June 19, 2017

June 19, 2017

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Summertime Advice: Three Best Practices Regarding the Employment of Minors

School’s out for summer. While some students will sit by the pool, others are seeking summer employment. Youth employment may provide a relatively simple and cost-effective resource that can help fill seasonal staffing needs. However, employers should be mindful of federal and state laws that regulate the employment of minors (generally individuals under 18 years of age) to avoid being subject to considerable penalties.

For instance, the Fair Labor Standards Act (“FLSA”) sets federal wage, hours worked, and safety requirements for minors. The regulations vary based on the minor’s age and the particular job involved. Generally, the FLSA provides: 

  • Minors under 14 years of age can only be employed in certain jobs such as babysitting on a casual basis, working for a parent, or delivering newspapers;

  • Minors ages 14 to 15 can only work a limited number of hours outside of school time in certain jobs including, but not limited to, retail occupations, errands or delivery work, and work in connection with cars and trucks such as dispensing gasoline or oil and washing or hand polishing. Minors ages 14 to 15 must be paid at least the federal minimum wage; and

  • Minors ages 16 to 17 may work unlimited hours in any nonhazardous occupation and must be paid at least the federal minimum wage.

Additionally, many states regulate the employment of minors, and employers are required to comply with both state and federal law. In instances where state law provides more stringent protections than the FLSA, the employer must adhere to the state law to ensure compliance.

Finally, the Occupational Safety and Health Act (“OSHA”) provides that employers of minors must: 

  • Ensure that minors receive training to recognize hazards and are competent in safe work practices. Training should be in a language and vocabulary that minors can understand and must include prevention of fires, accidents, and violent situations and what to do if injured.

  • Implement a mentoring or buddy system for minors. Have an adult or experienced young worker answer questions and help the new minor employee learn the ropes of a new job.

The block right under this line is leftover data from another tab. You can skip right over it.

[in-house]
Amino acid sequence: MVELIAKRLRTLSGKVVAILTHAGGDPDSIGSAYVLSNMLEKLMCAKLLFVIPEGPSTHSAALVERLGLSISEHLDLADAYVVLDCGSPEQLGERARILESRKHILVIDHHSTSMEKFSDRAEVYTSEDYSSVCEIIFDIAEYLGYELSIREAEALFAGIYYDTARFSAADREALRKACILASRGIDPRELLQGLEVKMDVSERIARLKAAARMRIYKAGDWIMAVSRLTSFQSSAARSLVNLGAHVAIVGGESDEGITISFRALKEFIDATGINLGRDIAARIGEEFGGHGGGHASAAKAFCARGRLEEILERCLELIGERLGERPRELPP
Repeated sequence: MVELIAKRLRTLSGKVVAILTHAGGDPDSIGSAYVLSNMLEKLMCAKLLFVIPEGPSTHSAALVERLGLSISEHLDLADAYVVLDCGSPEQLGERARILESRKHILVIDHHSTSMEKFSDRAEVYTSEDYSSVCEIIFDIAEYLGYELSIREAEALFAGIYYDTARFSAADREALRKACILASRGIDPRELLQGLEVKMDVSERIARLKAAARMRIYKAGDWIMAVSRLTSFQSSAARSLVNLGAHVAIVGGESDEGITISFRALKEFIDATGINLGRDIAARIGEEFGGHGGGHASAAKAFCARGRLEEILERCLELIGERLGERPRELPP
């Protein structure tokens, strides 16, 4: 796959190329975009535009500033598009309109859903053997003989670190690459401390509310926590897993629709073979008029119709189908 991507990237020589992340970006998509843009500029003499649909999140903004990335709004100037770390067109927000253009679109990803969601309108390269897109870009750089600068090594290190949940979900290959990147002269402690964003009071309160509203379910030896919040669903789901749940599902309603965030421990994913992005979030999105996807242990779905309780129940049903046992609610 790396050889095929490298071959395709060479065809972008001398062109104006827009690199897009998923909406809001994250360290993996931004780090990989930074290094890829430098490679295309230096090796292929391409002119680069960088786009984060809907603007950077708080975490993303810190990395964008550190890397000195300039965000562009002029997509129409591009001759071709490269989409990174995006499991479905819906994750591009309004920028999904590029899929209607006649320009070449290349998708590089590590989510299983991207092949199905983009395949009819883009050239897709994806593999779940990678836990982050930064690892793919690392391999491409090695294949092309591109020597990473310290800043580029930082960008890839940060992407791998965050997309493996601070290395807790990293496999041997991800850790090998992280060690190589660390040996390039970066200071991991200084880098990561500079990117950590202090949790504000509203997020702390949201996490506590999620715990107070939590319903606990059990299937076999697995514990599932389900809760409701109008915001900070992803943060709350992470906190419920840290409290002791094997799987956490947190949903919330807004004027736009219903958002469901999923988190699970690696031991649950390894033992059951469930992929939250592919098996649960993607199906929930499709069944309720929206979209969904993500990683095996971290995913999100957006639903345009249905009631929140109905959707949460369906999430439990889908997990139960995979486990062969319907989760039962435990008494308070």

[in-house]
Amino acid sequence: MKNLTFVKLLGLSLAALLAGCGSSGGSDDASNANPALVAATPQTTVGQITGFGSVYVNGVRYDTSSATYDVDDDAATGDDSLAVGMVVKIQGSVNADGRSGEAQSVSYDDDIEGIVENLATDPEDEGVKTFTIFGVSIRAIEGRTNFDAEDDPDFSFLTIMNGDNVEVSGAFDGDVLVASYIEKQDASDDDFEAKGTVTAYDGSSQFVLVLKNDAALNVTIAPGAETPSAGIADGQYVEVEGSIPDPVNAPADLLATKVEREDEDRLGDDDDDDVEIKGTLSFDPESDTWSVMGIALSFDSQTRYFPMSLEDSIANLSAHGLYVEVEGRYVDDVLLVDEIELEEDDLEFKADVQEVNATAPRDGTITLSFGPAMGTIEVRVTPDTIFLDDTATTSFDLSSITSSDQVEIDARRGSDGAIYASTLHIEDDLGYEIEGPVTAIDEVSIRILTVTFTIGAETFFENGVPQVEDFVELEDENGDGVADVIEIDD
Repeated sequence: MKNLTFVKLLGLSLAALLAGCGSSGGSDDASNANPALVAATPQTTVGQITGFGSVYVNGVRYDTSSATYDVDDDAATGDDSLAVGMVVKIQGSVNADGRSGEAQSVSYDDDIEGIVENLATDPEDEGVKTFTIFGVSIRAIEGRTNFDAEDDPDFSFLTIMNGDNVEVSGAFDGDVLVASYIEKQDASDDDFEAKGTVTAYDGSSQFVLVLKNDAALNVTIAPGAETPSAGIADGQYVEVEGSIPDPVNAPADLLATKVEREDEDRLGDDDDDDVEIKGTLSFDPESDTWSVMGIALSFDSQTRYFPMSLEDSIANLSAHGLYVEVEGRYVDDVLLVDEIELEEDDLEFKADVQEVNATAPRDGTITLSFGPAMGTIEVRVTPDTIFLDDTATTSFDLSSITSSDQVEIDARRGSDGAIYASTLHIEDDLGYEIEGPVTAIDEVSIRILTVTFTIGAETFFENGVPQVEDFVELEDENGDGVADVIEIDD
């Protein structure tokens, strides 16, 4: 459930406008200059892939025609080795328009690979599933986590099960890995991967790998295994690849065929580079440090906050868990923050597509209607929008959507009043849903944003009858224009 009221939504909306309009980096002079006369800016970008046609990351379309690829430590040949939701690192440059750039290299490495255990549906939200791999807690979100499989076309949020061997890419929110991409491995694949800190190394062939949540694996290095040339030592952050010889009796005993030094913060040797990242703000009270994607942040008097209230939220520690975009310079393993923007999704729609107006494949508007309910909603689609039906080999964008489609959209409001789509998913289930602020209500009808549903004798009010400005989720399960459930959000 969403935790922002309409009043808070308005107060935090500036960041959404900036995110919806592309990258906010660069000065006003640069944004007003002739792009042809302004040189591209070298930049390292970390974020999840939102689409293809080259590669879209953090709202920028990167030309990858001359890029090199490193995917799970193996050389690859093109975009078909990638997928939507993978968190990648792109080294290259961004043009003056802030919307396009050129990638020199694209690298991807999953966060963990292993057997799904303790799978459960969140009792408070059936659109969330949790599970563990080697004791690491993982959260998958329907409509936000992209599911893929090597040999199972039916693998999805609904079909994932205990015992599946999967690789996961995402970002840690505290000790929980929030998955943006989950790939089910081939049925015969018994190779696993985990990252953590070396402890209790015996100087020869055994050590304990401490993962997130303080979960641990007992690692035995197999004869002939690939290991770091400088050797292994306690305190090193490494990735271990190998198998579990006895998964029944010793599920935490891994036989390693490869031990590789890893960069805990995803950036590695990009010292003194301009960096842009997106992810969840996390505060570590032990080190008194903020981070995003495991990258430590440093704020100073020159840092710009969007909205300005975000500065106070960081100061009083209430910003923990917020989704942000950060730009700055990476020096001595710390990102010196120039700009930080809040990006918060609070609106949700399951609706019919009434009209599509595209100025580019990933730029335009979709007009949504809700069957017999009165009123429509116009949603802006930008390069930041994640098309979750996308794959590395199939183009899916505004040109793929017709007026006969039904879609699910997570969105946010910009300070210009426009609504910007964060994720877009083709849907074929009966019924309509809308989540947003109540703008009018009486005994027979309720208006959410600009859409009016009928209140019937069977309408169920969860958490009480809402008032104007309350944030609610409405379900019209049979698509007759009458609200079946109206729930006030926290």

• Encourage minors to ask questions about tasks or procedures that are unclear or not understood. Tell them whom to ask.

  • Remember that minors are not just "little adults." Employers should be mindful of the unique aspects of communicating with minors.

  • Ensure that equipment operated by minors is both legal and safe for them to use. Employers must label equipment that minors are not allowed to operate.

  • Tell minors what to do if they are injured on the job.

In light of the various regulations surrounding youth employment, employers should consider the following best practices: 

  1. Consider requesting age certificates from minors as a document for proof of age.

  2. Implement training directed to minor employees regarding safety, emergency, and workplace standards. What may be obvious to an adult employee may not be clear to a minor employee entering the workforce for the first time. Clearly communicate workplace policies, practices, and procedures. 

  3. Ensure minor employees are completing tasks safely. Once a minor employee demonstrates that they can complete a task safely, check again later to be sure they are continuing to do so. 

© Polsinelli PC, Polsinelli LLP in California

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About this Author

Lilian Doan Davis, Polsinelli PC, Public Corporation Liabilities Lawyer, Whistleblower Claims Attorney
Associate

Lilian Davis helps private and public corporations, individuals, and municipalities identify and address potential liabilities. She brings a passion for the practice of employment law and a genuine interest in developing a strong relationship with her clients while gaining a thorough understanding of their business. Lilian understands the ongoing issues facing employers from a variety of perspectives. She counsels clients on management, compliance, and regulatory issues and investigates and responds to charges of employment discrimination. Her practice includes...

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